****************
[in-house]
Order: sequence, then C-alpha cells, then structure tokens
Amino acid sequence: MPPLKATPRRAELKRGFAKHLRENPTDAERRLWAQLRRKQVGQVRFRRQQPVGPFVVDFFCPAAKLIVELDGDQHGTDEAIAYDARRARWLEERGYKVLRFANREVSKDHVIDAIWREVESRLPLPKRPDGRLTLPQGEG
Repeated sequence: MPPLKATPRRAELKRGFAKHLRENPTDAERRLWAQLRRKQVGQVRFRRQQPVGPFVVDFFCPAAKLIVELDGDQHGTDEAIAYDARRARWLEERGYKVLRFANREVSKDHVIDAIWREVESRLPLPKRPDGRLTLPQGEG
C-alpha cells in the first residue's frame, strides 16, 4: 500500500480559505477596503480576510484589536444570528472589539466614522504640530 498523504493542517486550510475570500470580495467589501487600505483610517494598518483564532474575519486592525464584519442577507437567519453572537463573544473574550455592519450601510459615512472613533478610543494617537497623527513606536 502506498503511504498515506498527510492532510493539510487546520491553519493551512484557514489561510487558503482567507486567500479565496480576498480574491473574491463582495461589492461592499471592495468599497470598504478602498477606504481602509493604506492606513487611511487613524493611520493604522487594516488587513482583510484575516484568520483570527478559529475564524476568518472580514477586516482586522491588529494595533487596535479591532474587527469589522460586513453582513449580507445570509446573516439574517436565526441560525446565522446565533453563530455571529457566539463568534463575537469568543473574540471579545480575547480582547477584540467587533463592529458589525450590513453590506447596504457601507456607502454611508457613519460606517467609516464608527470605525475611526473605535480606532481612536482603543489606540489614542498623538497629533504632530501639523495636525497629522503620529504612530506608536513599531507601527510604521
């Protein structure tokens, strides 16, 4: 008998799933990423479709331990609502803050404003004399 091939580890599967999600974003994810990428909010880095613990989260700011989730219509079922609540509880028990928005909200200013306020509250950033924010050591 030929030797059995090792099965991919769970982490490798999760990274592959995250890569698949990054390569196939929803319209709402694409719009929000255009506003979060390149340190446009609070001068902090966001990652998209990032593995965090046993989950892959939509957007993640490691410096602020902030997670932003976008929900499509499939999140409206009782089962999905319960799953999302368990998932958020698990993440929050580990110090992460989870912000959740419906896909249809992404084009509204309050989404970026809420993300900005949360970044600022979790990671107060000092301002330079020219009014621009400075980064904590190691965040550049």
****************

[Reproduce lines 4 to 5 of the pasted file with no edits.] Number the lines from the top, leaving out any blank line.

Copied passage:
Repeated sequence: MPPLKATPRRAELKRGFAKHLRENPTDAERRLWAQLRRKQVGQVRFRRQQPVGPFVVDFFCPAAKLIVELDGDQHGTDEAIAYDARRARWLEERGYKVLRFANREVSKDHVIDAIWREVESRLPLPKRPDGRLTLPQGEG
C-alpha cells in the first residue's frame, strides 16, 4: 500500500480559505477596503480576510484589536444570528472589539466614522504640530 498523504493542517486550510475570500470580495467589501487600505483610517494598518483564532474575519486592525464584519442577507437567519453572537463573544473574550455592519450601510459615512472613533478610543494617537497623527513606536 502506498503511504498515506498527510492532510493539510487546520491553519493551512484557514489561510487558503482567507486567500479565496480576498480574491473574491463582495461589492461592499471592495468599497470598504478602498477606504481602509493604506492606513487611511487613524493611520493604522487594516488587513482583510484575516484568520483570527478559529475564524476568518472580514477586516482586522491588529494595533487596535479591532474587527469589522460586513453582513449580507445570509446573516439574517436565526441560525446565522446565533453563530455571529457566539463568534463575537469568543473574540471579545480575547480582547477584540467587533463592529458589525450590513453590506447596504457601507456607502454611508457613519460606517467609516464608527470605525475611526473605535480606532481612536482603543489606540489614542498623538497629533504632530501639523495636525497629522503620529504612530506608536513599531507601527510604521